Research company Gartner predicts that by the end of 2021, 70 percent of large enterprises will rely solely on the open internet for their wide area network connectivity for small and remote branch offices. This is twice the number of enterprises who connected this way in 2017.
A report, How to Use the Internet for Cloud Connectivity Without Performance Disasters, by Australian-based analysts Bjarne Munch and Padraig Byrne says: “We are now seeing enterprises introducing an internet-first strategy for their WANs. This will also incorporate consumer-grade internet services, where possible.”
In other words, where they can companies are dropping expensive WAN products and jumping on to open internet services like New Zealand’s UFB.
In some cases they use the same consumer services as residential users. In other cases, they use slightly more expensive business-class fibre services. The main difference between the two is the lack of contention on business services, although this isn’t a problem for users in New Zealand.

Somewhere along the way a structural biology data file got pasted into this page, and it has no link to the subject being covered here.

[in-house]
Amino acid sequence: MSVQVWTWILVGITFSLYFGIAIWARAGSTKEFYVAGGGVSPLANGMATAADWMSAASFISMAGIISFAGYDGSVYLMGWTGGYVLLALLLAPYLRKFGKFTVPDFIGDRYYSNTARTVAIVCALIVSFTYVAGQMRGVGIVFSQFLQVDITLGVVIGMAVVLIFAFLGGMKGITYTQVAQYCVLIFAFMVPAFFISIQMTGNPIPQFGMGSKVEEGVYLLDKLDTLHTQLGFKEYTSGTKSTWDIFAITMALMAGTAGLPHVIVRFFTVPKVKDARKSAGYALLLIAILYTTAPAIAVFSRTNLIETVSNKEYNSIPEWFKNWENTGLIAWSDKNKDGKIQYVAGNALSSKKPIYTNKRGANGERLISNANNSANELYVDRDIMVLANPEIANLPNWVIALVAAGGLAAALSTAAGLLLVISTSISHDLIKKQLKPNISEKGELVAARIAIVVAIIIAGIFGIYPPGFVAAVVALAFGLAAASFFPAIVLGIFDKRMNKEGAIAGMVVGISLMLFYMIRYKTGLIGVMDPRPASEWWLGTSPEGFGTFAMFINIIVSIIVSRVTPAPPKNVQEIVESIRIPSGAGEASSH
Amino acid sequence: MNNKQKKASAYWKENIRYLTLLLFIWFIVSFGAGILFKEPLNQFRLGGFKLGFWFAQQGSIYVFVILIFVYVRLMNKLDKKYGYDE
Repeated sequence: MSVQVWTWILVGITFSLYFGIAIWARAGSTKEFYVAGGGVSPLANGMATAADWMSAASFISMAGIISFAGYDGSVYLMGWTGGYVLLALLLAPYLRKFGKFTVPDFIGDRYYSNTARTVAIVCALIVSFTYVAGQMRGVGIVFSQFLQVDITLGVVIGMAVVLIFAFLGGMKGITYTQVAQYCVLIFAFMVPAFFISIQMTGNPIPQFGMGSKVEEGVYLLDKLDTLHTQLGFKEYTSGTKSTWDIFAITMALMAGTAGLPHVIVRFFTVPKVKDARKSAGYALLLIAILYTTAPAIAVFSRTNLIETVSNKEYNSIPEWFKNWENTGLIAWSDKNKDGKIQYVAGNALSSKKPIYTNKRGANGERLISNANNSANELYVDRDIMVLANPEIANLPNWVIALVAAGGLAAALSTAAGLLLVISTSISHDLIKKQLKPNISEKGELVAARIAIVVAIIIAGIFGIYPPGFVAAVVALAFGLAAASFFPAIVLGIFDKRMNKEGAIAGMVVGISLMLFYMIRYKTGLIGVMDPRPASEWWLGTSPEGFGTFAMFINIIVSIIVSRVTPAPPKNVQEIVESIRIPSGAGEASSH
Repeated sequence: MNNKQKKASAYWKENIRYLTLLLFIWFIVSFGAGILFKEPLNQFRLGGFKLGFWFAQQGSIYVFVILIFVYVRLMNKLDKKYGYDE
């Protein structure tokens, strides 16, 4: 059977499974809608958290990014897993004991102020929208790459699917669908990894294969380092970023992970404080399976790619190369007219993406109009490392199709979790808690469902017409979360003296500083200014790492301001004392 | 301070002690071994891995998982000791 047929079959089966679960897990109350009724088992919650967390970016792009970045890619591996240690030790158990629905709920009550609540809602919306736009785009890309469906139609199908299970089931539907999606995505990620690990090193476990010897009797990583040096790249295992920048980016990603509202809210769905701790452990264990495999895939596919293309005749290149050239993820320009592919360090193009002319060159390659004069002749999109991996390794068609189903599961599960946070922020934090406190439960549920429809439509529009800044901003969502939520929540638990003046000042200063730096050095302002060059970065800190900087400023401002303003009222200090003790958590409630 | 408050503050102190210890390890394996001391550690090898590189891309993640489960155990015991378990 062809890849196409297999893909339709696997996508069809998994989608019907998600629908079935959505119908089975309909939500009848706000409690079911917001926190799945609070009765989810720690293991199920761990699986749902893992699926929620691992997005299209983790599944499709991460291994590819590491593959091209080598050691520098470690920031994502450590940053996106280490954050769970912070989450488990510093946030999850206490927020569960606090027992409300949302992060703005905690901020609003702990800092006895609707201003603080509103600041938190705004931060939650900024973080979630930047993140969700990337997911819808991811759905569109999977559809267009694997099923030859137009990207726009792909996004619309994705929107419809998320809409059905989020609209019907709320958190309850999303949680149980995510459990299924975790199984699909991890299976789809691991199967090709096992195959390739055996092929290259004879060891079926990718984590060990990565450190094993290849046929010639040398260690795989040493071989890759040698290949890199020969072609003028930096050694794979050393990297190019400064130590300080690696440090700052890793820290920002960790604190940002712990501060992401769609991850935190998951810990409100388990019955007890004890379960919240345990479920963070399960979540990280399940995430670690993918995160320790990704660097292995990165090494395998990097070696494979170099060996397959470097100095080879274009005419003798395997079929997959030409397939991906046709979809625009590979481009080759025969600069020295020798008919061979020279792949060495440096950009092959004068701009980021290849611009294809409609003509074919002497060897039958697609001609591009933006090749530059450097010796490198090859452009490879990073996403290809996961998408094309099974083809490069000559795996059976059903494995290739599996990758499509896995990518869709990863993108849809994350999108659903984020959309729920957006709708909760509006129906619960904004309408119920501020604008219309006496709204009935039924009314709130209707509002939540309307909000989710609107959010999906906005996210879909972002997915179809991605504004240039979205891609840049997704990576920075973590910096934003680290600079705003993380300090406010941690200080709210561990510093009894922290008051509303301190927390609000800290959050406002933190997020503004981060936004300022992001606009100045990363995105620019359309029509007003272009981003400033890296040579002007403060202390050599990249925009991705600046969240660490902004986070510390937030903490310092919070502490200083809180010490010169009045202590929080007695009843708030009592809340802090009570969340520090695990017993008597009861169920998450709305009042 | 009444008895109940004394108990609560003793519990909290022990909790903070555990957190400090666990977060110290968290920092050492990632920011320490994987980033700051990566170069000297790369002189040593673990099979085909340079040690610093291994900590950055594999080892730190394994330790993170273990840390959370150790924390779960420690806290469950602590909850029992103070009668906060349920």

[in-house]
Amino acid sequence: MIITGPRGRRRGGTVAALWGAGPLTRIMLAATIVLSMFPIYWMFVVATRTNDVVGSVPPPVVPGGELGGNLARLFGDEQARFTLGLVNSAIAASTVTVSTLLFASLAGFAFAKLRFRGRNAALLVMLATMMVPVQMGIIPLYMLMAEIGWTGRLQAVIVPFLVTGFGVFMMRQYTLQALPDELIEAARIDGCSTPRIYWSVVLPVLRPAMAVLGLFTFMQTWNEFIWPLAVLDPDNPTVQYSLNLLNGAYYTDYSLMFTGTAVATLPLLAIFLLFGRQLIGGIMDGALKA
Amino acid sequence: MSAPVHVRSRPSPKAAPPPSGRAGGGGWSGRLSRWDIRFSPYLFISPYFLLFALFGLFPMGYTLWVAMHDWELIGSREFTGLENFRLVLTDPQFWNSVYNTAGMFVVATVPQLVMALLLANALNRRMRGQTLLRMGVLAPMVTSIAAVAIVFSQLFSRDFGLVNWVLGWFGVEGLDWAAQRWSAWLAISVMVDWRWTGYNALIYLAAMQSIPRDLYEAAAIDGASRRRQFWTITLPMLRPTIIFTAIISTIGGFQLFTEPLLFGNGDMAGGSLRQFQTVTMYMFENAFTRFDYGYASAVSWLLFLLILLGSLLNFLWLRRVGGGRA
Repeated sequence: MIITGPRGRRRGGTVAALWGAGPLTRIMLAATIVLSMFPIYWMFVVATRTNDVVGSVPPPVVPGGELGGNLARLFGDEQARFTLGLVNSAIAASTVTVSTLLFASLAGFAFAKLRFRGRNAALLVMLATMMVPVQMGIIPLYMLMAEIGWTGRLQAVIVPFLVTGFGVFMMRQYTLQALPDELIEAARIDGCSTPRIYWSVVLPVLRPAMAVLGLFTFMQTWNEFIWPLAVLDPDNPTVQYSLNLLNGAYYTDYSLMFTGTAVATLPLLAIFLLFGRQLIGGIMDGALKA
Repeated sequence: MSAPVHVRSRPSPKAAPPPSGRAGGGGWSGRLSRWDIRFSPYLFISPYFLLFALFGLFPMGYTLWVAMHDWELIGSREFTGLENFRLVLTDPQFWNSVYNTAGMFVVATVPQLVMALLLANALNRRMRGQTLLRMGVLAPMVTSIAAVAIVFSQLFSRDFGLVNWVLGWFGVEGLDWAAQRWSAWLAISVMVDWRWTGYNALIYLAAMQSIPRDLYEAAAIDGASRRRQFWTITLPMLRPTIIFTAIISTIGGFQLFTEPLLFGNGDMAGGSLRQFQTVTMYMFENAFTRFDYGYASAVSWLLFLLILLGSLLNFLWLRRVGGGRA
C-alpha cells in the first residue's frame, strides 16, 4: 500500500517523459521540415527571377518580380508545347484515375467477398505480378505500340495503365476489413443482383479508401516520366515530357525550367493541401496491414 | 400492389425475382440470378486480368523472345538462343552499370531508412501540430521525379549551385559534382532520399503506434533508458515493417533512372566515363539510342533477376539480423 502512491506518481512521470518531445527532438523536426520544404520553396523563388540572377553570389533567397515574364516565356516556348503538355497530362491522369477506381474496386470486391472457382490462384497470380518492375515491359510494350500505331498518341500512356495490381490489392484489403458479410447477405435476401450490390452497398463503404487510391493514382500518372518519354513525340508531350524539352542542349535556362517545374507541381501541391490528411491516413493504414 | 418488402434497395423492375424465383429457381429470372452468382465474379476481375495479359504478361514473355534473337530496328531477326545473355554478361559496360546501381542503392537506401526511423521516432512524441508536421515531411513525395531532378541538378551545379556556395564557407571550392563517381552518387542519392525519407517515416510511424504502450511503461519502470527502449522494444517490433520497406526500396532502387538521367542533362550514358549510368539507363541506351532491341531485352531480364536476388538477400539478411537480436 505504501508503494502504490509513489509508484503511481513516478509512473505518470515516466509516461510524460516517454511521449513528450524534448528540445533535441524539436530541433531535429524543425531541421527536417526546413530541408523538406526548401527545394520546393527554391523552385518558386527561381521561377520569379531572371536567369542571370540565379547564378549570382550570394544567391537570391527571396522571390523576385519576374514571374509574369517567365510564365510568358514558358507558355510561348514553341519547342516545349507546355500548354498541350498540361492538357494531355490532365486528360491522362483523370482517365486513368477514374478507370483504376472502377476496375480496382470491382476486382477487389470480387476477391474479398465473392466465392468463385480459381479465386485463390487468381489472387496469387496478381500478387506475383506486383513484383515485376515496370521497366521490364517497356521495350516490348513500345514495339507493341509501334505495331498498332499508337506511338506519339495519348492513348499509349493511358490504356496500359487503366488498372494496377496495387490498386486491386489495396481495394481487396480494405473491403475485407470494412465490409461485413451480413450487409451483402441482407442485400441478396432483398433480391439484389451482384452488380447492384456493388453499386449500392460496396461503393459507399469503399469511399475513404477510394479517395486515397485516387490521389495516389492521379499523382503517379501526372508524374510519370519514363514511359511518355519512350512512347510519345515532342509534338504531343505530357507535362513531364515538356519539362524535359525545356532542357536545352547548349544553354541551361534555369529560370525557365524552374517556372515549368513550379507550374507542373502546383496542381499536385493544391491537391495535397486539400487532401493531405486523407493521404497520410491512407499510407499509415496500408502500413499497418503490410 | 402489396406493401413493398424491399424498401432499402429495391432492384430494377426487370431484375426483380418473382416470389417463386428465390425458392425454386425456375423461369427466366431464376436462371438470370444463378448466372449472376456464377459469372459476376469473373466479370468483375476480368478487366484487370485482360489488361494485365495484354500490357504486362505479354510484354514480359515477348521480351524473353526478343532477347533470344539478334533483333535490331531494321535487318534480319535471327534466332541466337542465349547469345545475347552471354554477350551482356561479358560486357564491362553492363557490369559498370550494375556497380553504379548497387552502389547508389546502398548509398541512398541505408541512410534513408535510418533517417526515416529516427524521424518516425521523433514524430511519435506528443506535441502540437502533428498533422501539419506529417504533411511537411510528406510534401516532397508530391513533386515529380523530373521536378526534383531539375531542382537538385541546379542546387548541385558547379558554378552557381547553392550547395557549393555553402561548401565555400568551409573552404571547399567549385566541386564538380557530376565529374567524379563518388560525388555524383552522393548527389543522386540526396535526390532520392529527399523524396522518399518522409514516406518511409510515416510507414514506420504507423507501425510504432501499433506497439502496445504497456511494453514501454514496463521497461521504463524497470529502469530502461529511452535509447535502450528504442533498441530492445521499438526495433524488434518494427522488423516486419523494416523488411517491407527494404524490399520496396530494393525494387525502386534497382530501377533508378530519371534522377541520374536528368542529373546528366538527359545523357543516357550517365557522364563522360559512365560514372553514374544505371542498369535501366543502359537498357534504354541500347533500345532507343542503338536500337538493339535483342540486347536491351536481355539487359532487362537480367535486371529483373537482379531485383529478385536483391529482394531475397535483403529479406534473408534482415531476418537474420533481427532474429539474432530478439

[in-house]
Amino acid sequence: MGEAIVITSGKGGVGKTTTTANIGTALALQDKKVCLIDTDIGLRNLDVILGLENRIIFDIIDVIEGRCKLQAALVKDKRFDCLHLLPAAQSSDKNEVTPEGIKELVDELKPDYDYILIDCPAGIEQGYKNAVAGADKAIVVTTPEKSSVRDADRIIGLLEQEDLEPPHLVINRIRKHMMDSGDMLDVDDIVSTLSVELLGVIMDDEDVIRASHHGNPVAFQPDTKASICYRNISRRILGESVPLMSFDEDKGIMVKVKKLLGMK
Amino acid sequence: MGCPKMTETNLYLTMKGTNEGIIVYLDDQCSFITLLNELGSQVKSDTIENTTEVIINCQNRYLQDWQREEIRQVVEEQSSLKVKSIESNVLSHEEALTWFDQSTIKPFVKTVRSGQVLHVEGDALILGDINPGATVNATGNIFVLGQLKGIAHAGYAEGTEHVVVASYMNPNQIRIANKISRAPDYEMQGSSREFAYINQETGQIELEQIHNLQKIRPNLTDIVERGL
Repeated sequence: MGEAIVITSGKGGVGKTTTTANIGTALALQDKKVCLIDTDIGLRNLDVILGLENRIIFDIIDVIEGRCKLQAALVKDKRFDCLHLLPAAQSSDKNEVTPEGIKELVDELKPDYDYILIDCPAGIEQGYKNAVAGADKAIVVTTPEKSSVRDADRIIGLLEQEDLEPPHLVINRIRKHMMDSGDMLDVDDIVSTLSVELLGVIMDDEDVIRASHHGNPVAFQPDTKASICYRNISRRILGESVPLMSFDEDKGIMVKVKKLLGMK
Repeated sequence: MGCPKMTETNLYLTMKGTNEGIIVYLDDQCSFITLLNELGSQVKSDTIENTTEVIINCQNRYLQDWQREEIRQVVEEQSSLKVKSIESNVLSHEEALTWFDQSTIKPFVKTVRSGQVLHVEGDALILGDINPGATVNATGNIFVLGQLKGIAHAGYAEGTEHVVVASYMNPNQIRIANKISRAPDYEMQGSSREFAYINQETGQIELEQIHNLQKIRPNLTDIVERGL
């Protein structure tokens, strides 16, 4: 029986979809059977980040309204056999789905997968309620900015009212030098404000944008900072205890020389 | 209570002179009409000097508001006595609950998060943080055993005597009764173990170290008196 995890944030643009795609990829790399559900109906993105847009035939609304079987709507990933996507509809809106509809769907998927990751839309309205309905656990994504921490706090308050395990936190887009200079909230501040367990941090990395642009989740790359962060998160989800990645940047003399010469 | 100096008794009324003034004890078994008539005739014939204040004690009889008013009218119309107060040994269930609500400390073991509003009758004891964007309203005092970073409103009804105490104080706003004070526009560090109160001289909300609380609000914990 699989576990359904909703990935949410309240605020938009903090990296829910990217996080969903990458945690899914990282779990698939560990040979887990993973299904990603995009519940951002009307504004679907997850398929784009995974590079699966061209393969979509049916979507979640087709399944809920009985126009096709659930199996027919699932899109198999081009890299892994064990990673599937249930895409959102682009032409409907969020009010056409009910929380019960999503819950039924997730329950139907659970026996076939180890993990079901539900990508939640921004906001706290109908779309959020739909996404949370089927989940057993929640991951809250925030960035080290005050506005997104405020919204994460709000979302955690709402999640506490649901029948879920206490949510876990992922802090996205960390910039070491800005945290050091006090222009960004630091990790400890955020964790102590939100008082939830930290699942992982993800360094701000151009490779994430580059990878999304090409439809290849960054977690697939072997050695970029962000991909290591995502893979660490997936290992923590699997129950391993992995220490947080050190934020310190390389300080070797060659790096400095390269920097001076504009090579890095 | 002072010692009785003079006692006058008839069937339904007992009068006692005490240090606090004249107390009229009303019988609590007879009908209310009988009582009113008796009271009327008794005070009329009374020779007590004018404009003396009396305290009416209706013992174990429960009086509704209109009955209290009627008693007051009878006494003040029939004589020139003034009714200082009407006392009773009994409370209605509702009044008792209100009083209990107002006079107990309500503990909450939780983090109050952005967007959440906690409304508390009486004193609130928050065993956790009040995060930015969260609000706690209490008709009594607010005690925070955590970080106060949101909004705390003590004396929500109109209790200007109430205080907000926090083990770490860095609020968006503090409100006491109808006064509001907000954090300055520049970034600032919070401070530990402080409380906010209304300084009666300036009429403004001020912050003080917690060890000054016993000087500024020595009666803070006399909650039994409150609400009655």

Business-class fibre services also usually come with better support.
As the name of the Gartner report suggests, the focus here is using the internet to connect to cloud services.
There are many nuances for businesses wanting to get the best performance from an internet service provider. For New Zealand companies one potential problem is the lack of alternative routes to cloud services. Another issue to consider is whether the service offers direct peering to the cloud services.
One interesting point made by the Gartner analysts is that many companies now want to include wireless broadband in their connectivity mix. Or as Munch and Byrne put it:
“Mobile broadband is increasingly included for truly diverse access designs.”
It’s a great option when companies have employees on the move. Yet it shouldn’t be a first choice for cloud connectivity. As the report says: “These are generally asymmetric and have unpredictable overbooking.”